Look at your learning space with 21st-century eyes: Does it work for what we know about learning today or just for what we knew about learning in the past?
The Third Teacher, p.57
We asked a few Choice Literacy contributors to share their favorite classroom spaces with readers. We hope you'll get some ideas for your own classroom design from these amazing teachers. This is the second installment in a two-part series.
Cathy Mere, 1st Grade Teacher in Hilliard, Ohio and author of More Than Guided Reading
My favorite space this year is an area that has worked just as I had hoped. Students are using it as a place to read and write, by themselves and with friends. Taking the legs off of a small square table in the classroom places it at a height kids enjoy. Adding the shelves beside it provides space for writers and readers with plenty of books and writing tools, right within reach. This has turned out to be a favorite writing space for students, as well as a comfy place for reading.
Karen Terlecky, 5th Grade Teacher in Dublin, Ohio
I re-designed my classroom this year, so it's difficult for me to choose just one space I like more than the rest. Yet when I thought about it, I immediately knew which space my students would choose, so that's the one I'll share. It's a "prime real estate" place in my classroom — right in front of one of my two large windows.
This year, there is a rectangle table right in front of the window, with many different stools around the table for students to use. At the end of the table, I put a bookcase to "anchor" the table. On the other side of the table, are three tall bookcases, stocked full with great nonfiction reading. It's a wonderful workspace with a great view surrounded by books — no wonder it is so popular with my students!
Ann Marie Corgill, author Of Primary Importance: What's Essential in Teaching Young Writers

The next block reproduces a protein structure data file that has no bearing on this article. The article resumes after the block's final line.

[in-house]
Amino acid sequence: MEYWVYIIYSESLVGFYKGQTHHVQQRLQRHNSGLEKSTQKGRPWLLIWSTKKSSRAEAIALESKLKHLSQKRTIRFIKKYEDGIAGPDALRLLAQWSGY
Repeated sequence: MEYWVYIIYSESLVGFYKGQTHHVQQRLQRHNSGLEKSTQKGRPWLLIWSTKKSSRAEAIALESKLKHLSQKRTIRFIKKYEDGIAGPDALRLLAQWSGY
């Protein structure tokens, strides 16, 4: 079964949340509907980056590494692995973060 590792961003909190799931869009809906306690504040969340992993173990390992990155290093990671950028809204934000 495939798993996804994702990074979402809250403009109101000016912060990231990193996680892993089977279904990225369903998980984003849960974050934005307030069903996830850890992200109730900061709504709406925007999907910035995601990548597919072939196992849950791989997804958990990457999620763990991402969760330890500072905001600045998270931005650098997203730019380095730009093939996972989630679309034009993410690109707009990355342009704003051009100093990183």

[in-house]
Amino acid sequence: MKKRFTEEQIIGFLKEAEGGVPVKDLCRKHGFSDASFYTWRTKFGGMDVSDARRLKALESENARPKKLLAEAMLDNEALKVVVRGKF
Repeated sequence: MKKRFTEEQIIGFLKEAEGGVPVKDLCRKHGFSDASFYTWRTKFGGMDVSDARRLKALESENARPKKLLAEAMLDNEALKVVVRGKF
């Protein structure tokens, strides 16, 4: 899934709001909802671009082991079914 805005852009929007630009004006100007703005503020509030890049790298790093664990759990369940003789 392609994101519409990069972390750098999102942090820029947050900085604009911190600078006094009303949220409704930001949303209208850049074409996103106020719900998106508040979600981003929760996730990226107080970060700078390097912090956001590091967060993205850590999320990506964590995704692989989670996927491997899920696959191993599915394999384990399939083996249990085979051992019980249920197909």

This was one of my favorite classroom spaces of all time — my second-grade classroom at Manhattan New School. I loved this part of the room because of the built in bookshelves, the cozy guided writing/conference area, the foam board word wall and anchor charts, and the children's self portraits that lined the walls of the classroom (with collaged teeshirts of photos/words/pictures about themselves — with their arms around each other).
It was a space that represented much of what I believe about teaching and learning . . . that children deserve to have the best, most interesting pieces of literature at their fingertips, support to guide their thinking and learning, and comfortable and beautiful places to work. The room is "decorated" with their art, their writing, and their projects. It's a place where the children we teach and learn from are most important.
Patrick Allen, 3rd Grade Teacher and author of Conferring: The Keystone of Reader's Workshop
What does it take to cultivate anything? Rich soil and productive space. I love the gathering area in my classroom. This year I'm in a "portable" classroom, a glorified double-wide really. But we've dedicated a large plot of our small classroom to our gathering area. I love when I sit on my park bench, fourth graders at my feet. I see and hear so much from that vantage point . . . seeds planted, rich talk surfacing, eyes lighting up, and thinking germinating. I have all the tools I need within reach — the document camera and projector at the ready on an antique coffee table, shelves of my favorite mentor texts within reach, markers/sticky notes/chart paper available at a moment's notice, a comfy place for both my students and I to sit and ponder and reflect.
Like most teachers, I love the intimacy that's developed when we're sitting in a central location with talk, laughter, wondering, and joy bubbling to the surface of each interaction. I love looking in my students' eyes. Cultivation, indeed. It doesn't take a large plot to reap a bounty at harvest time . . . for me, it's in this space that it all comes to fruition, where the hard work pays off. Given the tight confines of our humble abode, I'm so glad we have a comfy space "to gather," so we can watch learning grow together!